How to light your space

The guiding principles to consider when lighting your home.

How to light your space
On the whole, lighting a room comes down to personal preference. Yet, there are some general rules of thumb you can follow to get the very best from your lights. We’ve gathered these together below to help you on your way.

Height and distance  
We’ve already written about how to hang pendant lights over here. But what about wall lights and surface-mounted spotlights? 

Let’s start with wall lights.  

On an open wall (one without anything else mounted on it), we’d recommend installing your wall lights around 170cm from the base of the shade to the floor.  

However, if there’s anything else already on your wall – like a clock, or artwork – generally speaking, you’ll want to keep the centre of the shade in line with the centre of the object.  

Measurements aside, the key thing to avoid is glare from the exposed bulb. By keeping the top of the shade at eye level, or slightly above (when standing), you should do just that.  

Of course, there’ll be situations where you’ll want your wall lights lower down – such as on either side of a mirror. The light that’s cast here needs to be even, glare free and flattering. To achieve this, drop your lights so that the centre of each shade sits at eye level.  

When it comes to spacing your wall lights, we’d suggest aiming to keep them around 250-300cm away from each other, although again, this will depend on the size of your space.  

As for spotlights, keep them one metre from where the ceiling meets the wall to avoid shadows. And to work out the spacing for ceiling mounting, simply divide your ceiling height by two to get the right distance.  
The amount of light needed in a room will depend a lot on its use. Kitchens and bathrooms (functional spaces) will generally require greater levels of light than sitting rooms or bedrooms (living spaces).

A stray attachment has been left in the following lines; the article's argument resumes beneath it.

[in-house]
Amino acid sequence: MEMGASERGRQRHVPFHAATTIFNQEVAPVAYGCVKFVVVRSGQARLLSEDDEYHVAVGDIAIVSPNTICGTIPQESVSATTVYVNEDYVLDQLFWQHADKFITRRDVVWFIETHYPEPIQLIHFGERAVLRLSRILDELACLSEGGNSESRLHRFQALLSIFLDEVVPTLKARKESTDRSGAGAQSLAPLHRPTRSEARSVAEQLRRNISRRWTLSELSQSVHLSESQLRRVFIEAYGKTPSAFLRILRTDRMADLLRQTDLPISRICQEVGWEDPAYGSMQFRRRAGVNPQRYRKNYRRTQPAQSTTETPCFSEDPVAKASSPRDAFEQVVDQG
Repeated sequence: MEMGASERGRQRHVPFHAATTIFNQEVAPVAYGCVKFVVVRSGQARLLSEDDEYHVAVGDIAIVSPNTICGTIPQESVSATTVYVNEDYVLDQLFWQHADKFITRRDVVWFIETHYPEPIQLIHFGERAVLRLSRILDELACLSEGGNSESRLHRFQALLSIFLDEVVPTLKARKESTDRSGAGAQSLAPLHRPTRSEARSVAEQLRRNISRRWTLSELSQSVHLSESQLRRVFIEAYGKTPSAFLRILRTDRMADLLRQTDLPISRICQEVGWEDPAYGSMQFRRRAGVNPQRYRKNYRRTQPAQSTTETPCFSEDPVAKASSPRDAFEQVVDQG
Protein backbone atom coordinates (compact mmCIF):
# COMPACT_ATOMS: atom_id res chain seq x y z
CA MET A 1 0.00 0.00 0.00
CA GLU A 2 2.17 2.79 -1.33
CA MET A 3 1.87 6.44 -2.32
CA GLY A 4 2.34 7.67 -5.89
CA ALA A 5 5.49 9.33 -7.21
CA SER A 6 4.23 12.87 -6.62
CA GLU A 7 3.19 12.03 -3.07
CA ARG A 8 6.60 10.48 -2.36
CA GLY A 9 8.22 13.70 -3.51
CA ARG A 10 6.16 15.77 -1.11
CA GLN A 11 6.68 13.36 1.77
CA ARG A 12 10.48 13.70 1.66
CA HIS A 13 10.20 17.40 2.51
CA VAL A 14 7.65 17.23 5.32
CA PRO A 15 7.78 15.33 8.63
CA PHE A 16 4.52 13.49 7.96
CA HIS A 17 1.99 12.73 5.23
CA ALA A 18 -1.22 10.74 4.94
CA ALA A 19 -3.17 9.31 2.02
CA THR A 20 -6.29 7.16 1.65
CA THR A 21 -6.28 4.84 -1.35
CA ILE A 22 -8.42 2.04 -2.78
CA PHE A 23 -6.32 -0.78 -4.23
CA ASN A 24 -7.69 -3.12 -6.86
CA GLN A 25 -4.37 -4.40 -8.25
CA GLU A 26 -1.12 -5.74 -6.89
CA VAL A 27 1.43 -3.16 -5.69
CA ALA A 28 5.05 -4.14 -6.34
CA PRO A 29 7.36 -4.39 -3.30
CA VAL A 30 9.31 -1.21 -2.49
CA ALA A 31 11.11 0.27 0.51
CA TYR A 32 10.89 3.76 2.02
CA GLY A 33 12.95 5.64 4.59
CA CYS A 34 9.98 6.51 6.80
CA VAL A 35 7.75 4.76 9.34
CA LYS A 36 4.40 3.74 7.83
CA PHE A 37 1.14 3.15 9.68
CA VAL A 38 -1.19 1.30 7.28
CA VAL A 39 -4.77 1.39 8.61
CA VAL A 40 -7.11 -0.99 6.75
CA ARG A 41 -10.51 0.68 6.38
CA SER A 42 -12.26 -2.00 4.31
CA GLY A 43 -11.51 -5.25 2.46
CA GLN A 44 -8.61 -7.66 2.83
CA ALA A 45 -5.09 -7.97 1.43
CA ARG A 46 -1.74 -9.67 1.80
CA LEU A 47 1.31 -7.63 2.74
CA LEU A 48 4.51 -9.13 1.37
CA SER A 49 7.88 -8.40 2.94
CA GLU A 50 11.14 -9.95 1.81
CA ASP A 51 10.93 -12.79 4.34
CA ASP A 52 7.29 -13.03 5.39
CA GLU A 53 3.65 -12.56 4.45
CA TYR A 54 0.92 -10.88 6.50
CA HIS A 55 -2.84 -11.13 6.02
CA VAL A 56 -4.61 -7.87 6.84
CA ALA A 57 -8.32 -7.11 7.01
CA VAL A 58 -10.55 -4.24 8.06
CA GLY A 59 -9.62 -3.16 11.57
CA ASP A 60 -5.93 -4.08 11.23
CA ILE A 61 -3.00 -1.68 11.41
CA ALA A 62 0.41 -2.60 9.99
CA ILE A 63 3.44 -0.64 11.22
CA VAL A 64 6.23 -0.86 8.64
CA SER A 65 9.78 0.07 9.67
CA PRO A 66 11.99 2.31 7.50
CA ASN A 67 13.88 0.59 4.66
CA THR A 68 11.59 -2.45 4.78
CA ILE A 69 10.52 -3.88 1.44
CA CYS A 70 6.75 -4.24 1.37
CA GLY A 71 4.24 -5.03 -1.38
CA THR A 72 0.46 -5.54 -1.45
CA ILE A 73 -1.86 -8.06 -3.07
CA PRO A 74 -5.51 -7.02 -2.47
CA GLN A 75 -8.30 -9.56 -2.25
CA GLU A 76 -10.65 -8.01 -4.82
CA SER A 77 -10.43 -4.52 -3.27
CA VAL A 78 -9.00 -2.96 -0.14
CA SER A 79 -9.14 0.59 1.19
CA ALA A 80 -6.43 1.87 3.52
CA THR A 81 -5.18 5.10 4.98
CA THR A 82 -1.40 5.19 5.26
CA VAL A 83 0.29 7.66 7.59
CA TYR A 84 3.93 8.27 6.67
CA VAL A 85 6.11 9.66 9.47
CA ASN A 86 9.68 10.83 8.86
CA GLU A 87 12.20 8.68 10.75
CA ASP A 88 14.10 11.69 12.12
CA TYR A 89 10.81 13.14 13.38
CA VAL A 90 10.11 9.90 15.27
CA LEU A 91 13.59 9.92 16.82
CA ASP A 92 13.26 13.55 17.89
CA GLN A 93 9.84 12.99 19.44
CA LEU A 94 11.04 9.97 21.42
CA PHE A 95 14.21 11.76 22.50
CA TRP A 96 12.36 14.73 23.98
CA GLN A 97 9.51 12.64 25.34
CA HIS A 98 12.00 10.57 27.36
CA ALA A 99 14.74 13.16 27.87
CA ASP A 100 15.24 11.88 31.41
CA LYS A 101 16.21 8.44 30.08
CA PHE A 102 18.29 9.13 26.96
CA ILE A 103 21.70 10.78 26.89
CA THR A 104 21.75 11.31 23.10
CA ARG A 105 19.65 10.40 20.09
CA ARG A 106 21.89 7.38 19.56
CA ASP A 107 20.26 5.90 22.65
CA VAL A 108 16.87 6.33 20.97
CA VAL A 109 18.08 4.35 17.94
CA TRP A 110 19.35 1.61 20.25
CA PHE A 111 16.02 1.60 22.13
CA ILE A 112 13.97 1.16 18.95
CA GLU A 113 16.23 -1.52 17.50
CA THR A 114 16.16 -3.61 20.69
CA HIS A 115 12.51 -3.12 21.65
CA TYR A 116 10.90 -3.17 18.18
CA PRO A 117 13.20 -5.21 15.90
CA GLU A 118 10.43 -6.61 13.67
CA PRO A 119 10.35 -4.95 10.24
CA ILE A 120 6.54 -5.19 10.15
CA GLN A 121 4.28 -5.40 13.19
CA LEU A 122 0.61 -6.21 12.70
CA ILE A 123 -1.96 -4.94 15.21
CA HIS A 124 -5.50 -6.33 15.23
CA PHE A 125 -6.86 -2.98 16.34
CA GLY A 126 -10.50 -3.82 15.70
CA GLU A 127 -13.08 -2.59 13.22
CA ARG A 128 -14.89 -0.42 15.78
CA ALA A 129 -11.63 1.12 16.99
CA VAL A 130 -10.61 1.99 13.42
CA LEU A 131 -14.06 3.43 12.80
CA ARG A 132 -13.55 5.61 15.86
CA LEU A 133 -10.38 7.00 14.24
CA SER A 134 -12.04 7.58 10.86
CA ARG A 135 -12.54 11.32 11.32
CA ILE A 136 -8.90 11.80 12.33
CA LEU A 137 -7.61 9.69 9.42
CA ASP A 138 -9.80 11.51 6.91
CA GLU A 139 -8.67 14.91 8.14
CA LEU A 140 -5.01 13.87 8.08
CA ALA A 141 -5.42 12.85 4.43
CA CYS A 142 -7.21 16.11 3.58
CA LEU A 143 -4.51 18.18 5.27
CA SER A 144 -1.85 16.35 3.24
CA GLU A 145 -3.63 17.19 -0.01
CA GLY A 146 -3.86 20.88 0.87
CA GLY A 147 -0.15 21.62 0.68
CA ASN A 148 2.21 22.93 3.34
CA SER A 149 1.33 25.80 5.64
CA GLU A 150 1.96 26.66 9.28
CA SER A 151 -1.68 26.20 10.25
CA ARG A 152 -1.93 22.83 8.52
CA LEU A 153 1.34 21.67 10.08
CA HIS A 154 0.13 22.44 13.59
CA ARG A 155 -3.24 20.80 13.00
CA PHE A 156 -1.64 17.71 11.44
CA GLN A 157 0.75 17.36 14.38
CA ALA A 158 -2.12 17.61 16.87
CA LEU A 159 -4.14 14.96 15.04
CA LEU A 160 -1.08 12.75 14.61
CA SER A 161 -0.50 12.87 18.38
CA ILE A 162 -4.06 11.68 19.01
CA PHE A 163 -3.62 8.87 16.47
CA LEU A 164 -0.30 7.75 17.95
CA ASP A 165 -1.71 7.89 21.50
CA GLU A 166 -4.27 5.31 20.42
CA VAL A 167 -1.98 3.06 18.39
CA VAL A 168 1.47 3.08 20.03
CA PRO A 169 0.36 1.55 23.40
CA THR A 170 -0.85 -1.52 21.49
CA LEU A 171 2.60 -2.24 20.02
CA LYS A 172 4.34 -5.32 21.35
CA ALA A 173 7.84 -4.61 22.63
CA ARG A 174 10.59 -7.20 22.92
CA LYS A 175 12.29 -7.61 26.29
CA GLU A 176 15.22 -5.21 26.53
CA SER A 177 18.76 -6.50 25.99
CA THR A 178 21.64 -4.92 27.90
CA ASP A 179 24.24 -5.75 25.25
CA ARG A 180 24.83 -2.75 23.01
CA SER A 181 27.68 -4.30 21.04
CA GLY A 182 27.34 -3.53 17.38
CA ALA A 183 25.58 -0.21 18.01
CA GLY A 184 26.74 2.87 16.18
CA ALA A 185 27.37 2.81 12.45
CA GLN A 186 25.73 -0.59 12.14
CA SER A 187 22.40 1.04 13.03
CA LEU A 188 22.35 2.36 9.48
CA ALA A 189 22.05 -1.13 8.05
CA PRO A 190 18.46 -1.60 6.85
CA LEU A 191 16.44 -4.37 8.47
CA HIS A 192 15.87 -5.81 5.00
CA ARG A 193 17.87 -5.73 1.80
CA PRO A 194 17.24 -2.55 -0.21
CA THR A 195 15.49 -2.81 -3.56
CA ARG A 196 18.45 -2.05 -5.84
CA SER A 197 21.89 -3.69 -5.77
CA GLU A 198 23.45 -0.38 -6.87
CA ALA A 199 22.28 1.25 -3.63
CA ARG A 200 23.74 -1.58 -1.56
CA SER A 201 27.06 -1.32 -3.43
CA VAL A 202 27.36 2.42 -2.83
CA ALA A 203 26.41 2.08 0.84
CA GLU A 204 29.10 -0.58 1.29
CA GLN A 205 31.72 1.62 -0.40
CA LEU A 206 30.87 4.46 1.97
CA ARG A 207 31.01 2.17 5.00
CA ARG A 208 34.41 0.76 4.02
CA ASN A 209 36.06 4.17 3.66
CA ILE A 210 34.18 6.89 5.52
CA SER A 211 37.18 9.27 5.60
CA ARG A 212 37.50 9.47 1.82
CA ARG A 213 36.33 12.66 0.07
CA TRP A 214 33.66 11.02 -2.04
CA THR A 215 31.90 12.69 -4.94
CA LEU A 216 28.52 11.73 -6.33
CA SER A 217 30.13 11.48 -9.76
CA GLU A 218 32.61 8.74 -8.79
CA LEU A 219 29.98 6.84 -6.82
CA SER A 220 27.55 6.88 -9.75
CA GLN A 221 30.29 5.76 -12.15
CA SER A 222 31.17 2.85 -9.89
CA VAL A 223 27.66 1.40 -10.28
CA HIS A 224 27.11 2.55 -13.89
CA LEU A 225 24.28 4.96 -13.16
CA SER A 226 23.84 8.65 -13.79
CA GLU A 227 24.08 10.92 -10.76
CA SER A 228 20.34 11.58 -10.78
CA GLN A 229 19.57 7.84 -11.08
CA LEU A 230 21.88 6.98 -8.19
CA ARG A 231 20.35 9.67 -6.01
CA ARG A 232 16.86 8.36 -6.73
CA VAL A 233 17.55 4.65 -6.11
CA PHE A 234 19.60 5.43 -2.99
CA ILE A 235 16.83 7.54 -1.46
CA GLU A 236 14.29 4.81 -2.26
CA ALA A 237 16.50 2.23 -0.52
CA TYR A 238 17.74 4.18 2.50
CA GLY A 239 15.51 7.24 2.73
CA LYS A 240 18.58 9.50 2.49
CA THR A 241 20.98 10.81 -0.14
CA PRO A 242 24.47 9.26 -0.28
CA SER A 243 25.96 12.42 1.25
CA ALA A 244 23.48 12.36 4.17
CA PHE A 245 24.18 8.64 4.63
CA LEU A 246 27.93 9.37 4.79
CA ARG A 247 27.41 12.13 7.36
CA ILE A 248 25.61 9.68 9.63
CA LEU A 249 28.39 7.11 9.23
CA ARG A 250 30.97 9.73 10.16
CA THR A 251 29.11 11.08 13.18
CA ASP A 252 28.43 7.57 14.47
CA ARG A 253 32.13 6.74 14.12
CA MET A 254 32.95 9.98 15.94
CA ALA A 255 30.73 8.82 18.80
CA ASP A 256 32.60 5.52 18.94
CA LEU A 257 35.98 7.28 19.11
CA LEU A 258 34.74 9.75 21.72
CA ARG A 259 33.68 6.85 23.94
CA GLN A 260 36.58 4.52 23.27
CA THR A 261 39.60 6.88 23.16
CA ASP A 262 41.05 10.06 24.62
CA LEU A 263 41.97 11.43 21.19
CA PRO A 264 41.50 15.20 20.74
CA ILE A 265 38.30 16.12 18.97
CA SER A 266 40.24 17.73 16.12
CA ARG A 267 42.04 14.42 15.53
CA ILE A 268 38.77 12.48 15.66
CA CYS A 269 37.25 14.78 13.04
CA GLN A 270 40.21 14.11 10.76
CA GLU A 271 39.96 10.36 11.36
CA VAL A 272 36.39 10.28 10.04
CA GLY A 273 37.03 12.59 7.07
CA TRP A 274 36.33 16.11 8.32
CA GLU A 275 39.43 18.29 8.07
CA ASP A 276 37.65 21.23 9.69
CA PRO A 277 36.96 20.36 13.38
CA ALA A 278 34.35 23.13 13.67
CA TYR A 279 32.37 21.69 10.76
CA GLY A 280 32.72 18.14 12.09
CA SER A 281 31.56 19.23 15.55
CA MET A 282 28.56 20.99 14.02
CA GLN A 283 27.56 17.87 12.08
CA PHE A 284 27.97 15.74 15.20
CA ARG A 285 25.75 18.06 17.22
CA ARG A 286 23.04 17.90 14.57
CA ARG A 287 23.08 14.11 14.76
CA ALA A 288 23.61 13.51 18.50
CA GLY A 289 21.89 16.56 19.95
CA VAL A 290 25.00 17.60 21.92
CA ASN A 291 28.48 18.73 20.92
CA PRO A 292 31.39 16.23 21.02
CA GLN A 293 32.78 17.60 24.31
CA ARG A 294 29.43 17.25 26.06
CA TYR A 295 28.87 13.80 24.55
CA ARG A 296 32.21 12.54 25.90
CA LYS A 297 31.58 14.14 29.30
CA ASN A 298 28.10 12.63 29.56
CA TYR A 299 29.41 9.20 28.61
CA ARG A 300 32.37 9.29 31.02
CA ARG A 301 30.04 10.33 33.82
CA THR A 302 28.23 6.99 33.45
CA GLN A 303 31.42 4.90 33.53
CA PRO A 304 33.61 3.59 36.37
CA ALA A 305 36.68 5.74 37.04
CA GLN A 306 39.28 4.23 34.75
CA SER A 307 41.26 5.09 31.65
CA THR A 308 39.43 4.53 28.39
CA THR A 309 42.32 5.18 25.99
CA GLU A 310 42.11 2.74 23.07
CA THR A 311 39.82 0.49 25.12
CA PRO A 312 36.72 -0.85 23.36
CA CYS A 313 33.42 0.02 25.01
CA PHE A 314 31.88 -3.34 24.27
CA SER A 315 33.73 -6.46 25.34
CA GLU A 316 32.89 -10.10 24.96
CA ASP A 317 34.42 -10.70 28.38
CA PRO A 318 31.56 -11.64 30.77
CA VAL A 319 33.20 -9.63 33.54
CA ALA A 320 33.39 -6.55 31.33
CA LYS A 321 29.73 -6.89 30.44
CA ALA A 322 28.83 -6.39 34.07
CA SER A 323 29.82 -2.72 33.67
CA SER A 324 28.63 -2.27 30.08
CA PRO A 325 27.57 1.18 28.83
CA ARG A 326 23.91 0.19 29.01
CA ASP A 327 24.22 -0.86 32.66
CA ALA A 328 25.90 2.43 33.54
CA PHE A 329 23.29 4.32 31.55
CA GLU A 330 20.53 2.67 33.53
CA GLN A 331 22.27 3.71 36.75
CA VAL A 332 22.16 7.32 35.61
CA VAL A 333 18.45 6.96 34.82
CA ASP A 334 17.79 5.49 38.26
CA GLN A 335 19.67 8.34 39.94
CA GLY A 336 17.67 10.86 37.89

When looking at how much light a room needs, we tend to talk in lumens: a unit that measures visible light output (more on this and other lighting terms here).  

Broadly speaking, living spaces will require roughly 110-215 lumens per square metre, while the ambient areas of functional spaces like kitchens and bathrooms will need around 250-380 lumens per square metre.  

The parts of these functional spaces used for tasks, however, will need anywhere between 600-850 lumens per square metre.  

Bear in mind that this is just a general guide, but it should help you to get a good idea of the basic level of light you need.  

Now, let’s talk about our own spotlights and how many you’ll need.  

At Corston, we offer two sizes of surface-mounted spotlights: 35mm and 50mm.  

Our 35mm spotlights are designed for use with our GU10 Court narrow beam LED bulb.  

In living spaces, we’d suggest using one of our 35mm spotlights per three square metres (100-120 lumens per m2). In functional spaces, it would be one 35mm spot per one square metre (300-320 lumens per m2).  

Our 50mm spotlights work with our GU10 Arthur wider beam bulbs.  

In living spaces, we’d suggest one 50mm spot per five square metres (100-120 lumens per m2). And in functional spaces, it’s one per two square metres (300-320 lumens per m2).  
Many of our wall lights come in two different sizes: small and medium.  

You may wish to opt for the medium-sized versions of our designs in larger, higher-ceilinged rooms to stop the fittings from getting ‘lost’ on the wall.  

Keep in mind, however, that increasing the size of the wall light won’t increase the light output.  

When it comes to spotlights, on the other hand, increasing the size will increase the light output. In other words, our 50mm single and double spotlights house LEDs that cast a wider beam angle than our 35mm options.  
And finally… 
A few more tips and tricks on lighting your space, in brief: 

Lighter coloured walls and furniture will, overall, make a room appear brighter. 

Our Chester 50mm GU10 12° bulb will create more dark areas as it’s highly directional.  

All our bulbs are 2700K – a nice warm colour temperature. You can source compatible 4500K bulbs from other suppliers of you want a light that’s closer to daylight and slightly brighter. 

Always keep your bulb colour temperatures consistent in a room.